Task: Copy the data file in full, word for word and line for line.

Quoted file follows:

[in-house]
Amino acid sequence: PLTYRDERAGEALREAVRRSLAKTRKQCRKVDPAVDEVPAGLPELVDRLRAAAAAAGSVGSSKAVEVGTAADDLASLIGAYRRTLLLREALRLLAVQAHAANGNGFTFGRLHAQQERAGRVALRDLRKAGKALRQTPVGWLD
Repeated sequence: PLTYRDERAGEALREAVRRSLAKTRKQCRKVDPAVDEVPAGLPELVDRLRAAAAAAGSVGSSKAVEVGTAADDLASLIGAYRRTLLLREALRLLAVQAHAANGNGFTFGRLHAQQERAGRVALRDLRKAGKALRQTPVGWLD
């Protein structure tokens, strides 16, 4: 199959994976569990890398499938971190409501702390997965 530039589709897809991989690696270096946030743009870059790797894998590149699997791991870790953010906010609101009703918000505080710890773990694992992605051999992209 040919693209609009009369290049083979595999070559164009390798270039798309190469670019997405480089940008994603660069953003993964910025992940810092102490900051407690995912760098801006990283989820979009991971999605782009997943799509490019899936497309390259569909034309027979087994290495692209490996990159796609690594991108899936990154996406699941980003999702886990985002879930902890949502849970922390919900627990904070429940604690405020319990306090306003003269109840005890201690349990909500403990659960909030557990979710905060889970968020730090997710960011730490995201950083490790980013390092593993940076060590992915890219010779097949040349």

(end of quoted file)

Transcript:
[in-house]
Amino acid sequence: PLTYRDERAGEALREAVRRSLAKTRKQCRKVDPAVDEVPAGLPELVDRLRAAAAAAGSVGSSKAVEVGTAADDLASLIGAYRRTLLLREALRLLAVQAHAANGNGFTFGRLHAQQERAGRVALRDLRKAGKALRQTPVGWLD
Repeated sequence: PLTYRDERAGEALREAVRRSLAKTRKQCRKVDPAVDEVPAGLPELVDRLRAAAAAAGSVGSSKAVEVGTAADDLASLIGAYRRTLLLREALRLLAVQAHAANGNGFTFGRLHAQQERAGRVALRDLRKAGKALRQTPVGWLD
């Protein structure tokens, strides 16, 4: 199959994976569990890398499938971190409501702390997965 530039589709897809991989690696270096946030743009870059790797894998590149699997791991870790953010906010609101009703918000505080710890773990694992992605051999992209 040919693209609009009369290049083979595999070559164009390798270039798309190469670019997405480089940008994603660069953003993964910025992940810092102490900051407690995912760098801006990283989820979009991971999605782009997943799509490019899936497309390259569909034309027979087994290495692209490996990159796609690594991108899936990154996406699941980003999702886990985002879930902890949502849970922390919900627990904070429940604690405020319990306090306003003269109840005890201690349990909500403990659960909030557990979710905060889970968020730090997710960011730490995201950083490790980013390092593993940076060590992915890219010779097949040349």